Faecal occult blood test

What is the faecal occult blood test?

The faecal occult blood test (FOBT) is a test that can detect tiny traces of blood in the stool — such small traces that they can’t be seen with the naked eye. Occult literally means hidden or unknown. The test can indicate the presence of bowel cancer or a precancerous polyp at a stage when stools may appear normal. This increases the chances of either preventing bowel cancer or curing it.

The commonest type of faecal occult blood test is an immunological test (using antibodies that recognise haemoglobin).

What does blood in my stool mean?

Blood in your stool indicates there is bleeding somewhere in your digestive tract. Any bleeding from the bowel or blood in the stool should be followed up with your doctor.

Sometimes this type of bleeding can be caused by conditions such as haemorrhoids, but it can be a symptom of serious diseases, such as bowel (colorectal) cancer, which is why it is important to make an appointment to discuss it with your doctor.

Who should have faecal occult blood testing?

The test is used as a screening test for bowel cancer or to find out if there is bleeding from the digestive system if you have abdominal symptoms. The purpose is to identify people who are otherwise well with no strong family history who are at high risk and refer them on for diagnosis using colonoscopy.

The faecal occult blood test should not be given to people who can already see blood in their stool or who have symptoms such as anaemia, persistent change in bowel habits, unexplained weight loss or bleeding from the rectum. In these cases, diagnostic colonoscopy usually needs to be done.

The Cancer Council Australia and the National Health and Medical Research Council recommend starting 2-yearly faecal occult blood testing from the age of 50 in people who do not have any symptoms or a strong family history of bowel cancer.

The Cancer Council advises that people who are at high risk of bowel cancer — those with close relatives who have had the disease or those who have a condition that increases the risk of bowel cancer — should discuss screening options with their GP.

The Government is phasing in a National Bowel Cancer Screening Program using faecal occult blood tests. By 2020 everyone aged between 50 and 74 will be offered testing every 2 years. You complete the test at home and post it to a lab for analysis.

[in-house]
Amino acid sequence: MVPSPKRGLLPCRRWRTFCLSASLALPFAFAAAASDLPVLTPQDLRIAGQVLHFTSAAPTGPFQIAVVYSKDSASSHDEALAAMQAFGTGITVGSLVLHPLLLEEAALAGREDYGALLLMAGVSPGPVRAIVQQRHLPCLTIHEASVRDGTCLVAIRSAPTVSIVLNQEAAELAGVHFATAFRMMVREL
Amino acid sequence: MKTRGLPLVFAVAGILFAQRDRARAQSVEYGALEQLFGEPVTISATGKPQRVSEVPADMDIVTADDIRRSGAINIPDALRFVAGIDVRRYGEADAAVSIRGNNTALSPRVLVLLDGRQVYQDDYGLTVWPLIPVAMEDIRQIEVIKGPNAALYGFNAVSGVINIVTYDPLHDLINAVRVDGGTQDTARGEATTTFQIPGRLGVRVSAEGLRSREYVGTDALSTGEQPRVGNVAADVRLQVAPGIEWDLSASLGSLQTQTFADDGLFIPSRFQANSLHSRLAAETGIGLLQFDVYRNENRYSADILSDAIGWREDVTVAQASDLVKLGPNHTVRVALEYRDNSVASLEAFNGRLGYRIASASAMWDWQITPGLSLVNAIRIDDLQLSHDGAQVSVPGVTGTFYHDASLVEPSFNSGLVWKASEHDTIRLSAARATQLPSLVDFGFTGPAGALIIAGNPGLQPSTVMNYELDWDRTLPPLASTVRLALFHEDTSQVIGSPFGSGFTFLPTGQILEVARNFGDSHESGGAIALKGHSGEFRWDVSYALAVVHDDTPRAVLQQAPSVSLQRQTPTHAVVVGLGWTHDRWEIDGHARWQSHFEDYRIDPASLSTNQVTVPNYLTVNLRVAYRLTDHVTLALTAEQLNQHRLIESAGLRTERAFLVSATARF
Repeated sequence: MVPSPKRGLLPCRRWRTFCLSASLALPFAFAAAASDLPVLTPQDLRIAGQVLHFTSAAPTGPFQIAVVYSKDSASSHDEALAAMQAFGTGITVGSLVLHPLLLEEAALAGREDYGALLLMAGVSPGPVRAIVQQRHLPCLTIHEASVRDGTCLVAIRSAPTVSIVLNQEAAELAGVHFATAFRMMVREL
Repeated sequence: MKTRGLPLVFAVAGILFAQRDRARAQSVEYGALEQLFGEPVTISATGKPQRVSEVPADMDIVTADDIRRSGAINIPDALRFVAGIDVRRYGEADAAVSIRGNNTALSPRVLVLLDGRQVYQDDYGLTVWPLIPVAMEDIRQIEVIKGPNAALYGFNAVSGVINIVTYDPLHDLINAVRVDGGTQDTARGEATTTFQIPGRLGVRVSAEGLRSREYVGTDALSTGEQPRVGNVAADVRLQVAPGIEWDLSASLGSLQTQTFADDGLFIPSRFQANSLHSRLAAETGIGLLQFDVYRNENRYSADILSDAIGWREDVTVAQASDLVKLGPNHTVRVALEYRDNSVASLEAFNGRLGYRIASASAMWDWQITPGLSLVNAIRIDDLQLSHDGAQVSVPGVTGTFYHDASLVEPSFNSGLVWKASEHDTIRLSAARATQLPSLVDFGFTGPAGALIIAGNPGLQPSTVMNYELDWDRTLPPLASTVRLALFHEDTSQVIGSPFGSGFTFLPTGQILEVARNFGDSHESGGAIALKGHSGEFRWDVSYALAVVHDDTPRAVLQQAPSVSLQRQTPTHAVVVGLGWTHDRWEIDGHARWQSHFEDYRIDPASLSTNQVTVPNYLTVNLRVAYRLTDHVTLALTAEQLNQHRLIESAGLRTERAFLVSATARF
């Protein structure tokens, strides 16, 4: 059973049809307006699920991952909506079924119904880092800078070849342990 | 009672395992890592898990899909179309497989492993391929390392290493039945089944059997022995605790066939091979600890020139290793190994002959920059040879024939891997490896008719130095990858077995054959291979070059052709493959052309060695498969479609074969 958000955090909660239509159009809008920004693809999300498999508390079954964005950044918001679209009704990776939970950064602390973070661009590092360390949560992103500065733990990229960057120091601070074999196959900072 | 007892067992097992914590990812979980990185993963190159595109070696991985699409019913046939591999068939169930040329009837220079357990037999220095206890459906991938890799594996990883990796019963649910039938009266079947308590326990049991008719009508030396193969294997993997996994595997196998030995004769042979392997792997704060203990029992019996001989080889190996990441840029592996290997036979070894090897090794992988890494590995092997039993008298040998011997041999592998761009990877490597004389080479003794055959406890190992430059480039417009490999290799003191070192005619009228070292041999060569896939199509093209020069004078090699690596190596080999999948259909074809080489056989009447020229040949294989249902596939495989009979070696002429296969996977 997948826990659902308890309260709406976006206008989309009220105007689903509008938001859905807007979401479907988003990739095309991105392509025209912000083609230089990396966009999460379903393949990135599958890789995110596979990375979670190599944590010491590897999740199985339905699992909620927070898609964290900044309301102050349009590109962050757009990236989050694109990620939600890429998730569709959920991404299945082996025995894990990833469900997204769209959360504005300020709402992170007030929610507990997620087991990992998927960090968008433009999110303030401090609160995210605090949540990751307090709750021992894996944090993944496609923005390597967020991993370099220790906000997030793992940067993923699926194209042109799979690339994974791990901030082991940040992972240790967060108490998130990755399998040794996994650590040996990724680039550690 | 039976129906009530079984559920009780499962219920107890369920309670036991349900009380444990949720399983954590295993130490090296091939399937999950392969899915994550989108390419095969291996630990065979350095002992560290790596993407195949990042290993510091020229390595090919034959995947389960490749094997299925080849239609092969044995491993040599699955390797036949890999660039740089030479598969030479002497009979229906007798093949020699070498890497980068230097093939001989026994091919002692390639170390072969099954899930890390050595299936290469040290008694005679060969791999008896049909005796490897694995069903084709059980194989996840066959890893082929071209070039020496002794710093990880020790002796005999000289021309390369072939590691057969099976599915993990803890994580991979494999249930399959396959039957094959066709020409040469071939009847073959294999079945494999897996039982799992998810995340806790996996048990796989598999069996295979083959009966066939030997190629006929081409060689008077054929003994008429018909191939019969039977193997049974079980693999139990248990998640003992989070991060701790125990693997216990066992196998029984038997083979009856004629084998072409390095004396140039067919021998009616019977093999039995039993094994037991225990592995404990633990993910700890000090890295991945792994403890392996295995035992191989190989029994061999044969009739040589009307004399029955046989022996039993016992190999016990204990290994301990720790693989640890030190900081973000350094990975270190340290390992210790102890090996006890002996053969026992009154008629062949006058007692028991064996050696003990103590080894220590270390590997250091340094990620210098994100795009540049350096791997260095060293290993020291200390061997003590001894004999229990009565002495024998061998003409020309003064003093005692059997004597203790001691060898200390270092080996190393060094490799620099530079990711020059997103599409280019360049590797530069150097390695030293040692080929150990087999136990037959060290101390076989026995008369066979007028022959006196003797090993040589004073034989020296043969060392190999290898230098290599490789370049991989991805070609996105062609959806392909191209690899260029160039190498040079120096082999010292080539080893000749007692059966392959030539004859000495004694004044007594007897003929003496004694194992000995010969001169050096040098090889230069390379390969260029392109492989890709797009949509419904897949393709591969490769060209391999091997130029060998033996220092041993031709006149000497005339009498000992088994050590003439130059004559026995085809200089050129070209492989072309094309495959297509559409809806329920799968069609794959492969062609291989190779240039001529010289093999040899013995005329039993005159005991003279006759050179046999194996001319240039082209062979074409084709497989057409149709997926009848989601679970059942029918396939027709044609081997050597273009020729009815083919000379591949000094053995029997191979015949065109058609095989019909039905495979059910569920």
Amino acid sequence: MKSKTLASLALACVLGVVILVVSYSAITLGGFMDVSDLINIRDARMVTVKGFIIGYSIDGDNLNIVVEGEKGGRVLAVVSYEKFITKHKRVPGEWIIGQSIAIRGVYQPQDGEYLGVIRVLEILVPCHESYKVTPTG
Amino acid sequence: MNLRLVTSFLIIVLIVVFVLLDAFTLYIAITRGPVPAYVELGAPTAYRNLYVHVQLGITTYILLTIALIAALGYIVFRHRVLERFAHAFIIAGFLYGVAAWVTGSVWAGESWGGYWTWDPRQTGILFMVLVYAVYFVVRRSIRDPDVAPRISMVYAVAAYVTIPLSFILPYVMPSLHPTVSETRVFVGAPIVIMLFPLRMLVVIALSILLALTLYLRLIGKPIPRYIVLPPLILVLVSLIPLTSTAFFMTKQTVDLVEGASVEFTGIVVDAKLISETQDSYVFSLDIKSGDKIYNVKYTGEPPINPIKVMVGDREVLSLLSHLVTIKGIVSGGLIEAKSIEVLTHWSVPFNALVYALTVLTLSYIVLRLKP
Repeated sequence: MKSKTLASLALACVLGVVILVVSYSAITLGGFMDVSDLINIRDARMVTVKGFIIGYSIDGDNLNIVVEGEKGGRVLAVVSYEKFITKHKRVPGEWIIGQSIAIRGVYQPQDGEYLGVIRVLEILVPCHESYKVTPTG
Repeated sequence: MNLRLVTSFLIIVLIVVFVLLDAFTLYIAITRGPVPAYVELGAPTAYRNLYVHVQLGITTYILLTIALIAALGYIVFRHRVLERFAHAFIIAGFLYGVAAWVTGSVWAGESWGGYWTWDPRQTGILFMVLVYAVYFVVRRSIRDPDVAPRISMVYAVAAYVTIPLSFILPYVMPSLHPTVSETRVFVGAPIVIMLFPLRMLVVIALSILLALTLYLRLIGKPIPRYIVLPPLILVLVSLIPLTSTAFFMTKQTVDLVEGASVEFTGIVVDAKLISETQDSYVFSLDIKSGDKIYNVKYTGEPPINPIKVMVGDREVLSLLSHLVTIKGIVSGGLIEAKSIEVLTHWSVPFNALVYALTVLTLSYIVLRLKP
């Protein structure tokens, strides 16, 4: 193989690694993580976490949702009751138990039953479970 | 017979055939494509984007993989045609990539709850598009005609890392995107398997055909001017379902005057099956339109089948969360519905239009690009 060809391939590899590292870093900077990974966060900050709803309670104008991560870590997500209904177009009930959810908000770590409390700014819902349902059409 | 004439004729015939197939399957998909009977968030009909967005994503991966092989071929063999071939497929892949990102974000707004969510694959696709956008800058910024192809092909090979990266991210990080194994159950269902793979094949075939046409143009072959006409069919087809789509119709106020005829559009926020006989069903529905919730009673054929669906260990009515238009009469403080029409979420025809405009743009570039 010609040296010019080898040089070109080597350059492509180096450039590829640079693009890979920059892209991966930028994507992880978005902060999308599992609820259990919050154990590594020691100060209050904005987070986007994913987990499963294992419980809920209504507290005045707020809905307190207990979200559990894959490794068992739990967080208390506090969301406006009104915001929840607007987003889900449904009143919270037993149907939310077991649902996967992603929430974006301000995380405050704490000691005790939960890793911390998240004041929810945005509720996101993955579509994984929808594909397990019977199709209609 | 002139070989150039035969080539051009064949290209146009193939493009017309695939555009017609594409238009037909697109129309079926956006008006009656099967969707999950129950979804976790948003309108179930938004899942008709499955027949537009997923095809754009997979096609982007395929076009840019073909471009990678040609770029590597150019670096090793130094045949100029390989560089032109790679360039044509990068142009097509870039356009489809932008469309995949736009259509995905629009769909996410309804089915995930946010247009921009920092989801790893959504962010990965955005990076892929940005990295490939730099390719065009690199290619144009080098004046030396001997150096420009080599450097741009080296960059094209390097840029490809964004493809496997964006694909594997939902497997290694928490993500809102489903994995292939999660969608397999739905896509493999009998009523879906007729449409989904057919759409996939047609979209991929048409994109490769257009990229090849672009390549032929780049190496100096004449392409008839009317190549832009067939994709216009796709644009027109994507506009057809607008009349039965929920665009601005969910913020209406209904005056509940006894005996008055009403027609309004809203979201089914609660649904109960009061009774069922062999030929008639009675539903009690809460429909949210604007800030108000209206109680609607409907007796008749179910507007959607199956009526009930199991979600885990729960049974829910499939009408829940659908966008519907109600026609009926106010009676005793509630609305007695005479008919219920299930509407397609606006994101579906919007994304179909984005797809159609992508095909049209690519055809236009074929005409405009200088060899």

If you are not eligible for the screening programme, you can obtain a faecal occult blood test from your doctor or buy one from a chemist.

How is faecal occult blood testing performed?

There is no need to change your diet before the test. The kit which is sent out to you has a flushable paper which floats in the toilet bowl. There are sticks to sample the stool on 2 consecutive days, and tubes and an envelope to send your samples off to the lab.

What if my test is positive?

If your test result is positive, you will be asked to contact your doctor. A positive test does not necessarily mean that you have cancer, but you will need further examinations, such as a colonoscopy, to determine the cause of the bleeding. Your doctor will be able to arrange these examinations.

You should also bear in mind that a negative result is not an absolute guarantee that you don’t have bowel cancer. So you should have another faecal occult blood test every 2 years and see your doctor promptly if you develop any of the symptoms described above.

If bowel cancer is detected early, or in its pre-malignant (pre-cancerous) stage, there is a good chance of prevention or cure.

References

1. Australian Government Department of Health and Ageing. National Bowel Cancer Screening
Program. http://www.cancerscreening.gov.au/internet/screening/publishing.nsf/Content/the-
screening-process (2018)
2. Cancer Council Australia. Clinical practice guidelines for the prevention, early detection and
management of colorectal cancer. https://wiki.cancer.org.au/australia/Guidelines:Colorectal_cancer#_ga=2.180239847.279496582.
1536131512-163374918.1536131512 (2017)
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